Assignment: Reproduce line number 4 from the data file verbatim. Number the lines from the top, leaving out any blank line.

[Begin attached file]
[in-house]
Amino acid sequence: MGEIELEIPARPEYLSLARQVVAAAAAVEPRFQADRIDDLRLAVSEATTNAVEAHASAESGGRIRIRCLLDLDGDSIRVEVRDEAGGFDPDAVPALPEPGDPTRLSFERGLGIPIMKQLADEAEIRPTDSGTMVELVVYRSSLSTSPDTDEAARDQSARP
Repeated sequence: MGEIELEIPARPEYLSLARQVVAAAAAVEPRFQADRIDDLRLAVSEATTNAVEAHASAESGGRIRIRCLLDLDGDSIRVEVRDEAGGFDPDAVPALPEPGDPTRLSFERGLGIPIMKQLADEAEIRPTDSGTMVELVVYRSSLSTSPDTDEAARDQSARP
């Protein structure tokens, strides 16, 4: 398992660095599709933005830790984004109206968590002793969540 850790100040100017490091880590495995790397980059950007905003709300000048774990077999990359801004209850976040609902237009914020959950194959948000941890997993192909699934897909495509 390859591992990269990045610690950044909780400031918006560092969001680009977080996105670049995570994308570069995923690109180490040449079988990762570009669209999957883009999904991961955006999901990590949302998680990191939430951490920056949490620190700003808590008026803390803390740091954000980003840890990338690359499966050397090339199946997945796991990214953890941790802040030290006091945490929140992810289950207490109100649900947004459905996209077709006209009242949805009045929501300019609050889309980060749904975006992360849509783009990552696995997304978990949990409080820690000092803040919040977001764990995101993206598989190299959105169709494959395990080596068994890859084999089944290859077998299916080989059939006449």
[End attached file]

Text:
């Protein structure tokens, strides 16, 4: 398992660095599709933005830790984004109206968590002793969540 850790100040100017490091880590495995790397980059950007905003709300000048774990077999990359801004209850976040609902237009914020959950194959948000941890997993192909699934897909495509 390859591992990269990045610690950044909780400031918006560092969001680009977080996105670049995570994308570069995923690109180490040449079988990762570009669209999957883009999904991961955006999901990590949302998680990191939430951490920056949490620190700003808590008026803390803390740091954000980003840890990338690359499966050397090339199946997945796991990214953890941790802040030290006091945490929140992810289950207490109100649900947004459905996209077709006209009242949805009045929501300019609050889309980060749904975006992360849509783009990552696995997304978990949990409080820690000092803040919040977001764990995101993206598989190299959105169709494959395990080596068994890859084999089944290859077998299916080989059939006449």